Future of Algeria on wheelchair

Palestinians rally for solidarity with Israel-held prisoners

Turkey may clinch bid to dismantle Italy’s wrecked ship

Israeli, Palestinian negotiators to hold meeting with US envoy

UN ‘gravely concerned’ about South Sudan oil state fighting

South Sudan war: Child soldiers consumed by desire for retribution

Algerians casting their vote for president

Syria world’s most perilous country fro journalists

Egypt jails ex-presidential hopeful for fraud

Egypt leftist leader urges all revolutionary groups to unite

Jordan ‘destroyed’ combat vehicles entering from Syria

South Sudan army loses key oil town of Bentiu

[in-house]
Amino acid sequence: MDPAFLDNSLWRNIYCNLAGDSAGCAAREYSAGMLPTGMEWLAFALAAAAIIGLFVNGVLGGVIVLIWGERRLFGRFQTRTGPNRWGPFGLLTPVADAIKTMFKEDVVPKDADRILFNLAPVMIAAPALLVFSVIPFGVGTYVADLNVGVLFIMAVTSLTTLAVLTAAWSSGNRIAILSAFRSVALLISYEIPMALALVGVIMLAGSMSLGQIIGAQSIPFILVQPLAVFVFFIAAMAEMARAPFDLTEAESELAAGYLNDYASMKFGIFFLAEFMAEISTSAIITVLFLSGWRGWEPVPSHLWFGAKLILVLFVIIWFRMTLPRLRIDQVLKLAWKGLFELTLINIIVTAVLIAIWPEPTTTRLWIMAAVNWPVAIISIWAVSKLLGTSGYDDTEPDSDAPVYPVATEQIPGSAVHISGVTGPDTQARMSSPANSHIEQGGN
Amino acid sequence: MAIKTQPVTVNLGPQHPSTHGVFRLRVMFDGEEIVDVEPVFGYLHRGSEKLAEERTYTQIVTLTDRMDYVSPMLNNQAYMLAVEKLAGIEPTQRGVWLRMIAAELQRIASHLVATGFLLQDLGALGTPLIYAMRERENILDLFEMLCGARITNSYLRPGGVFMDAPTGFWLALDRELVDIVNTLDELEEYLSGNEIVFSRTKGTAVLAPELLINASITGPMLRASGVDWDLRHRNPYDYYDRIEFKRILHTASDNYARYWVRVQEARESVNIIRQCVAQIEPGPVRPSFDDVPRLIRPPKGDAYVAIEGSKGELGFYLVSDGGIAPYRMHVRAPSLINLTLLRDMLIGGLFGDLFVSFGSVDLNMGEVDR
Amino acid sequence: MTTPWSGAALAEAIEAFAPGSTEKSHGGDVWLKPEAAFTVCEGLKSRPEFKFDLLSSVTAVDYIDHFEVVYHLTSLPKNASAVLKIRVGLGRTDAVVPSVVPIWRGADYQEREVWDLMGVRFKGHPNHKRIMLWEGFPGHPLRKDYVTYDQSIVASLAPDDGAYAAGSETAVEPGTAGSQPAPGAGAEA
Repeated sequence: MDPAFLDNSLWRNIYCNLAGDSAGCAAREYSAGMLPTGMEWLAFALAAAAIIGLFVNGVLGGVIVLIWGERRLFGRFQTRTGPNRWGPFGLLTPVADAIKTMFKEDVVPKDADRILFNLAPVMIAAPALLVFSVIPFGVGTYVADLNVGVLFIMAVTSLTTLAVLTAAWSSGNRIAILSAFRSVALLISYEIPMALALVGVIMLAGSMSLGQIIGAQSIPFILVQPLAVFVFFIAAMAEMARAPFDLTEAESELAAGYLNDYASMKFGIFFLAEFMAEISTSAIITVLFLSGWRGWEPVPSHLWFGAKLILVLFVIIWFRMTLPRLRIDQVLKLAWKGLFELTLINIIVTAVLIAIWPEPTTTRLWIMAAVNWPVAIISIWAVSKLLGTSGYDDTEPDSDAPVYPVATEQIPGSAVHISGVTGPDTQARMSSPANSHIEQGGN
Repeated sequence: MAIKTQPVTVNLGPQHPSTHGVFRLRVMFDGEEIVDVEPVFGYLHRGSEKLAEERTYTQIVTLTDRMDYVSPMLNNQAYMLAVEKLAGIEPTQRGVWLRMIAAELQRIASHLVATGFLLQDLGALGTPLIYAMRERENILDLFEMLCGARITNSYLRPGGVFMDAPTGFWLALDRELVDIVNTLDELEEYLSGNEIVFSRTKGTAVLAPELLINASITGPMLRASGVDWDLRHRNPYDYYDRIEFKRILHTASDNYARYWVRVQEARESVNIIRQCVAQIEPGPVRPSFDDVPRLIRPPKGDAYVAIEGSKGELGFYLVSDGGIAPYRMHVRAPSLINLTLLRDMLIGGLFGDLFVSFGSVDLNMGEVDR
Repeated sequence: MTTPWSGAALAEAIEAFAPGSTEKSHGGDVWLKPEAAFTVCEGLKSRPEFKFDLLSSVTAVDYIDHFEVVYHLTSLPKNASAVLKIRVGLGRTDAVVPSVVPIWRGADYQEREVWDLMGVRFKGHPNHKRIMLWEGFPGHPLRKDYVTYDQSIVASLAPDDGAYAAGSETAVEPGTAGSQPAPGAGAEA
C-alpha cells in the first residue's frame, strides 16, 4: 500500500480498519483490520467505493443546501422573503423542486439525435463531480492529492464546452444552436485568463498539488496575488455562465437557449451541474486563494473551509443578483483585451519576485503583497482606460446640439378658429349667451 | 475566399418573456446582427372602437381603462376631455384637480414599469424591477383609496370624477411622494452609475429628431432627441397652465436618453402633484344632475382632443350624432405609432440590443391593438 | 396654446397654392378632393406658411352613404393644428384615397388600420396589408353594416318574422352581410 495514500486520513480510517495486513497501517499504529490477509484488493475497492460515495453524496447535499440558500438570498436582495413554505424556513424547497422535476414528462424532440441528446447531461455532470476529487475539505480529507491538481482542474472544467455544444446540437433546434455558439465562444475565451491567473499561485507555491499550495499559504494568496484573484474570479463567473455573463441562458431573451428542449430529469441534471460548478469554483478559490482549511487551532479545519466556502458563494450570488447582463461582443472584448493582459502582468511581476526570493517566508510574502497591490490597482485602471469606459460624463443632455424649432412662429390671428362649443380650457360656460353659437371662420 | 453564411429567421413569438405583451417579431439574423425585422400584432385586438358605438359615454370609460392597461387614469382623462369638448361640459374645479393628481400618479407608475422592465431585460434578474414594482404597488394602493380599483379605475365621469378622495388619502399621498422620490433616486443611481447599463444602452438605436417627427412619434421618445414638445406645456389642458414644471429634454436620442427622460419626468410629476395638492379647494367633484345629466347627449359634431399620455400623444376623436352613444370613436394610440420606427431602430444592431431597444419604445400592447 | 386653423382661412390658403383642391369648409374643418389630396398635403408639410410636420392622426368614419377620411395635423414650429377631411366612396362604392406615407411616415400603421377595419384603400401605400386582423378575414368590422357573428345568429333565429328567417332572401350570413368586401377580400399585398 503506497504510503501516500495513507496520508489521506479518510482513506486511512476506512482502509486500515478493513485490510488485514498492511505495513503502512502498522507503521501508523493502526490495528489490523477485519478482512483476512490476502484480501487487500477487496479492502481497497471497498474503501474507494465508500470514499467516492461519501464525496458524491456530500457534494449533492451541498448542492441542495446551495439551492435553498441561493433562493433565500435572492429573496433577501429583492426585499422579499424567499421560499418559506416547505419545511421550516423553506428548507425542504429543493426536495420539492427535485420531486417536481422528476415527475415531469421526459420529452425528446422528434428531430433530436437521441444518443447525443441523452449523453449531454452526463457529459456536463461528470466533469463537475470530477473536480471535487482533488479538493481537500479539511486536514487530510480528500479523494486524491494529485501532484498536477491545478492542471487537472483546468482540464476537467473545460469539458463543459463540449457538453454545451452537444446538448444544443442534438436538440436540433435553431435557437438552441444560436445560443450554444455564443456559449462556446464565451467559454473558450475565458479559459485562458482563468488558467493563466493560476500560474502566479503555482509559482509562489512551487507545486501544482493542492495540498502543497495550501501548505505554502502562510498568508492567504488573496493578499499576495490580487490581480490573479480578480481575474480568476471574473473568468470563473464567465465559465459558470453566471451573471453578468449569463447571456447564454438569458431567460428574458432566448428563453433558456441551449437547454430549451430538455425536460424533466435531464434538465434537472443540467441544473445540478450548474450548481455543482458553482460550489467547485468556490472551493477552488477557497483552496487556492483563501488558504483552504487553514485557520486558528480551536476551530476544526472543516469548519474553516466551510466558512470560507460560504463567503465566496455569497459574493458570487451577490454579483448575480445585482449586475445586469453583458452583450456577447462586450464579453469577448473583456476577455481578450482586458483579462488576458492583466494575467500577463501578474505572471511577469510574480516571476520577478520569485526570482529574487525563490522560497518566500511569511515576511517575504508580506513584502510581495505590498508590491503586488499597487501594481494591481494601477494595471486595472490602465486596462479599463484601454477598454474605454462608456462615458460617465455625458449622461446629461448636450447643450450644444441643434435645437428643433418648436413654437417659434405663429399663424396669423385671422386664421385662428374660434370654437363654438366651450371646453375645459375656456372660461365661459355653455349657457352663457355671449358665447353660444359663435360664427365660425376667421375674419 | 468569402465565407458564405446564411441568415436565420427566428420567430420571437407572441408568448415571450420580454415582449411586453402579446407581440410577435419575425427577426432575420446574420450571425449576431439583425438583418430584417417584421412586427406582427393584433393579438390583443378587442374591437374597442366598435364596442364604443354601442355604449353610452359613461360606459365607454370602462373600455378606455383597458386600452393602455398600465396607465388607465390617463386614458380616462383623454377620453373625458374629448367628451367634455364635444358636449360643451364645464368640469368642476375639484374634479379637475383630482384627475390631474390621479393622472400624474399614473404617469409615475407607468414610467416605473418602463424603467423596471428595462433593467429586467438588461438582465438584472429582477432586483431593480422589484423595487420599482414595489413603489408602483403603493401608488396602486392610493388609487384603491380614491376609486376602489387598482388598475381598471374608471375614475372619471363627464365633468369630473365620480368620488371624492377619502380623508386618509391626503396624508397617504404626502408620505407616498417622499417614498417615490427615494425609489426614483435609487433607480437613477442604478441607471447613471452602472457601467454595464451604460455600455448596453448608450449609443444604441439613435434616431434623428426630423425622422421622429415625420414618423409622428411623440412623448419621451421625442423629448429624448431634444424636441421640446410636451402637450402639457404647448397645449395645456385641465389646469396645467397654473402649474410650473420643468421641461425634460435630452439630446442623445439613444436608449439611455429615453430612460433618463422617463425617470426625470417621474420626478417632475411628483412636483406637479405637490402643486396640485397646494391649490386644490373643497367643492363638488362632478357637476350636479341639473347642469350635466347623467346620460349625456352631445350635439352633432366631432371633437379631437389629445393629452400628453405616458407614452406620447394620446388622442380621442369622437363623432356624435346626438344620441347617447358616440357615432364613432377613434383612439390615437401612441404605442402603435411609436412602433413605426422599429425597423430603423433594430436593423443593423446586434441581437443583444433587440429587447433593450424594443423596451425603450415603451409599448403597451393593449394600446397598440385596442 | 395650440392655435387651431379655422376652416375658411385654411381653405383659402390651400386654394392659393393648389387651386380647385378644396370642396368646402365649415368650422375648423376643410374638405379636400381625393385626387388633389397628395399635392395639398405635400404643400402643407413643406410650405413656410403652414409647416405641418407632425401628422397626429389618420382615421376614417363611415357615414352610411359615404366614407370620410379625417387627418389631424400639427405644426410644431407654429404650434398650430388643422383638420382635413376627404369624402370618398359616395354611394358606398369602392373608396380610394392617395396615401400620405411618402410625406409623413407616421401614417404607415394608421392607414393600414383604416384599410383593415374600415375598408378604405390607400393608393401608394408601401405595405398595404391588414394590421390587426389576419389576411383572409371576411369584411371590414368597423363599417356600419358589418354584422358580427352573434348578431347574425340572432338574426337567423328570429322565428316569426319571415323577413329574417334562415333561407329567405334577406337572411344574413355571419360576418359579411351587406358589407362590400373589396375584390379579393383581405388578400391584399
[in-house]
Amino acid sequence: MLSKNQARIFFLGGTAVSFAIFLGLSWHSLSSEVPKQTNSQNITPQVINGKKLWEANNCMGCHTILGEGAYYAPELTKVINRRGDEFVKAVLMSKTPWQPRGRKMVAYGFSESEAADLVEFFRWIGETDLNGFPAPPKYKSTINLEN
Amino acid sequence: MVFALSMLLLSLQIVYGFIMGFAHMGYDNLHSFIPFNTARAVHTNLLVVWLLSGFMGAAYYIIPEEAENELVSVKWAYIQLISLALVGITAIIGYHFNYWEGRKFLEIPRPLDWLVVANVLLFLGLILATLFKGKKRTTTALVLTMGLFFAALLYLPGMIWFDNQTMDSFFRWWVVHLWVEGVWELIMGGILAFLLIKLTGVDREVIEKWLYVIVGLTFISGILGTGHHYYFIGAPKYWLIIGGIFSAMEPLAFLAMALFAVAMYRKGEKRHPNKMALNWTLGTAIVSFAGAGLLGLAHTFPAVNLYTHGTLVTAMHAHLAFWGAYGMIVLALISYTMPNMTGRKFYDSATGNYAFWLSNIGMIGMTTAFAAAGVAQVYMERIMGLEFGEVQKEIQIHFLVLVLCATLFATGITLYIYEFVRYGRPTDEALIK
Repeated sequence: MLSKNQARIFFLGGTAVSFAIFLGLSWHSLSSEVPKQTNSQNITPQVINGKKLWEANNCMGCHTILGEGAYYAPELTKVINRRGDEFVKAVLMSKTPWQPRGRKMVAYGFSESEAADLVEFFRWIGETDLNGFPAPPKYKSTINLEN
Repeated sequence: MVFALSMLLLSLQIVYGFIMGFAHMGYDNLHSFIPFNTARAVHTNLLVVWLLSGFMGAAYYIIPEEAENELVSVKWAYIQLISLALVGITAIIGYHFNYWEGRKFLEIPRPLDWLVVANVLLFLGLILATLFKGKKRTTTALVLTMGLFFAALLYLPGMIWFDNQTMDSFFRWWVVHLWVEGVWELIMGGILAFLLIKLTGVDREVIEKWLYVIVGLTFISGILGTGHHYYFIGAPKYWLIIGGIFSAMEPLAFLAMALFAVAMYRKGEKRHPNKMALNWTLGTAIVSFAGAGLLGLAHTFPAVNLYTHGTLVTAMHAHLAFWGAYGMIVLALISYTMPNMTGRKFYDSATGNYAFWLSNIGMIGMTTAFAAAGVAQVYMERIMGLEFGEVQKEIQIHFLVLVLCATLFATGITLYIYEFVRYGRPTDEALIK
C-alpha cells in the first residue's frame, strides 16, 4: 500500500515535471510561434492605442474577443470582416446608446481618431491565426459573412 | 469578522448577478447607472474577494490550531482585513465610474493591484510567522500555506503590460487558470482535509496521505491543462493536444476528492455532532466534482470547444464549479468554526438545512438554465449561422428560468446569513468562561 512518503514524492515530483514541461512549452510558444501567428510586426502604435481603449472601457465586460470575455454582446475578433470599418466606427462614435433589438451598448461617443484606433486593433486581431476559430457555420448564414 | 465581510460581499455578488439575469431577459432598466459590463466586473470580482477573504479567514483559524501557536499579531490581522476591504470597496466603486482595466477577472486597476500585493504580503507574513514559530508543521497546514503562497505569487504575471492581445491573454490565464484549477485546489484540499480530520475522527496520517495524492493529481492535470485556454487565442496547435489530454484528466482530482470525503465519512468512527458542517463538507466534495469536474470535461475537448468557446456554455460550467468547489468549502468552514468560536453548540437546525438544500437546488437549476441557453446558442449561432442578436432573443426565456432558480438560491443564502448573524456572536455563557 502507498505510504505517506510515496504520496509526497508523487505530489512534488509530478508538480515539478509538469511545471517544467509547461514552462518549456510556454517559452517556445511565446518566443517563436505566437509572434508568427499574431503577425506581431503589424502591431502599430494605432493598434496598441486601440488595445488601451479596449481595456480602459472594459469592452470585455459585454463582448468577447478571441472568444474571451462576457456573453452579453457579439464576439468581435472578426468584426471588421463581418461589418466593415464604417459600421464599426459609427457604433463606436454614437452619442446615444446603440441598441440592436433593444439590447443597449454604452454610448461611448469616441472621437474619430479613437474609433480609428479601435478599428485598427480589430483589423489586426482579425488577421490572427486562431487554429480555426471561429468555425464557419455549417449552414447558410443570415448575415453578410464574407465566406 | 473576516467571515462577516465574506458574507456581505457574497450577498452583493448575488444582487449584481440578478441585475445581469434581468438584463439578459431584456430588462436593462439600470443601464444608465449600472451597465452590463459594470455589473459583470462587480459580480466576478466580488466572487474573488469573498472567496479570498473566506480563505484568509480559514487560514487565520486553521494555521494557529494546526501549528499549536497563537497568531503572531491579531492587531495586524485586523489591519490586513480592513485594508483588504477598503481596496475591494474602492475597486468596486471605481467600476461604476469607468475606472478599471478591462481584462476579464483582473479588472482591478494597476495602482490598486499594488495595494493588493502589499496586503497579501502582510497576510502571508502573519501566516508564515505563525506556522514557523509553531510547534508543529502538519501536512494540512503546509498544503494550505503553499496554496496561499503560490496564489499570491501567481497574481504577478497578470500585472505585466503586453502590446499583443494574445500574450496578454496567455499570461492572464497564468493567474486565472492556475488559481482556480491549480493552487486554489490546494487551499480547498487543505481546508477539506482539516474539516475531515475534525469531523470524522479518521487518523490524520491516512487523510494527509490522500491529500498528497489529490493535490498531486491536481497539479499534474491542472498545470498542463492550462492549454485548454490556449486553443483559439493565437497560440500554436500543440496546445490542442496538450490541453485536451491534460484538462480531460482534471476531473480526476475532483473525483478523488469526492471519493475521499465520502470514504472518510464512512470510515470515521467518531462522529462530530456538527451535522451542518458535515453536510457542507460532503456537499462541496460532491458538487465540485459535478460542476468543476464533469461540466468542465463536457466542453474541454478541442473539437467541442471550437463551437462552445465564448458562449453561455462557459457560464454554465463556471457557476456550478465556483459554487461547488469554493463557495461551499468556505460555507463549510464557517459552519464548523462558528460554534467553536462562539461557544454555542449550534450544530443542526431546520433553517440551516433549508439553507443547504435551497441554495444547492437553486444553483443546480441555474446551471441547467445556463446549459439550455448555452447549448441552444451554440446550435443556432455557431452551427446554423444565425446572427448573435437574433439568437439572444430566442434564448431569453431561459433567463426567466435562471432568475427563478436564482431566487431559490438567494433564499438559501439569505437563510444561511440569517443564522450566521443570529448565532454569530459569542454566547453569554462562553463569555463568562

Lebanon parliament soon to elect new president

Zarif to discuss Caspion Sea states in Russia

MERS spreading in Saudi Arabia

Algeria finally opens its piggybank to lure back exiled youth

Suicide bombs rock Ramadi government compound

Three Palestinians killed in Gaza blast

Peace talks delayed after Palestine blamed for fatal shooting

Palestinians clash with Israeli police in Al-Aqsa

Undercover New York police unit that spied on Muslims disbanded

Washington will not issue visa for Iran UN envoy

British paedophile gets 20-year sentence in Morocco

Syria army fights its way into besieged Homs

Invisible Bouteflika urges Algerians to vote

Saudi Arabia replaces powerful intelligence chief

Benflis mobilizes ‘army’ to monitor Algeria election

Syria army advances on rebel-held neighbourhoods in Homs

Egypt court bans any Brotherhood candidacies in upcoming elections

Turkey rights groups sound alarm at plan to build gay-only prisons

Kuwait coup plot video ‘neither genuine nor reliable’